ETHS 253B. Introduction to Latin American History. 3 Units.
This course provides an introduction to the historical and cultural development of Latin America, in an attempt to identify the forces, both internal and external, which shape the social, economic and political realities in present day Latin America. Beginning with its pre-Columbian civilizations, the course moves through the conquest and colonial period of the Americas, the wars of independence and the emergence of nation-states in the nineteenth century, and the issues confronting the region throughout the turbulent twentieth century, such as migration and urbanization, popular protest and revolution, environmental degradation, great power intervention, the drug trade and corruption, and the integration of the region into the global economy. Offered as ETHS 253B and HSTY 136. Counts for CAS Global & Cultural Diversity Requirement.

ETHS 254. The Holocaust. 3 Units.
This class seeks to answer fundamental questions about the Holocaust: the German-led organized mass murder of nearly six million Jews and millions of other ethnic and religious minorities. It will investigate the origins and development of racism in modern European society, the manifestations of that racism, and responses to persecution. An additional focus of the course will be comparisons between different groups, different countries, and different phases during the Nazi era. Offered asHSTY 254, RLGN 254, ETHS 254, and JDST 254. Counts for CAS Global & Cultural Diversity Requirement.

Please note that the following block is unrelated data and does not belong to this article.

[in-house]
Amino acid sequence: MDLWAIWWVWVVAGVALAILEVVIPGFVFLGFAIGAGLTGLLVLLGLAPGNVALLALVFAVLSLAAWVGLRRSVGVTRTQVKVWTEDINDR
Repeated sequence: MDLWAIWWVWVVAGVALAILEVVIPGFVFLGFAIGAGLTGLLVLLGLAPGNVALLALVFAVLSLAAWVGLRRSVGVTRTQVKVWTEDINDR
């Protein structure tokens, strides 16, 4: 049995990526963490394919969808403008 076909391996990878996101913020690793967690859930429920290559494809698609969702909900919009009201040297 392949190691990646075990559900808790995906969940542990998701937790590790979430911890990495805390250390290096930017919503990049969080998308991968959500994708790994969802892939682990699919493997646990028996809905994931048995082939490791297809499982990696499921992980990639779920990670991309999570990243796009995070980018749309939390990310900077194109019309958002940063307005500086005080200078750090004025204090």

ETHS 260. U.S. Slavery and Emancipation. 3 Units.
Begins with the African encounter with Europeans during the emergence of the modern slave trade. Students are introduced to the documents and secondary literature on the creation and maintenance of slavery, first in colonial America, and then in the United States. The course concludes with the destruction of slavery. Offered as ETHS 260 and HSTY 260. Counts for CAS Global & Cultural Diversity Requirement.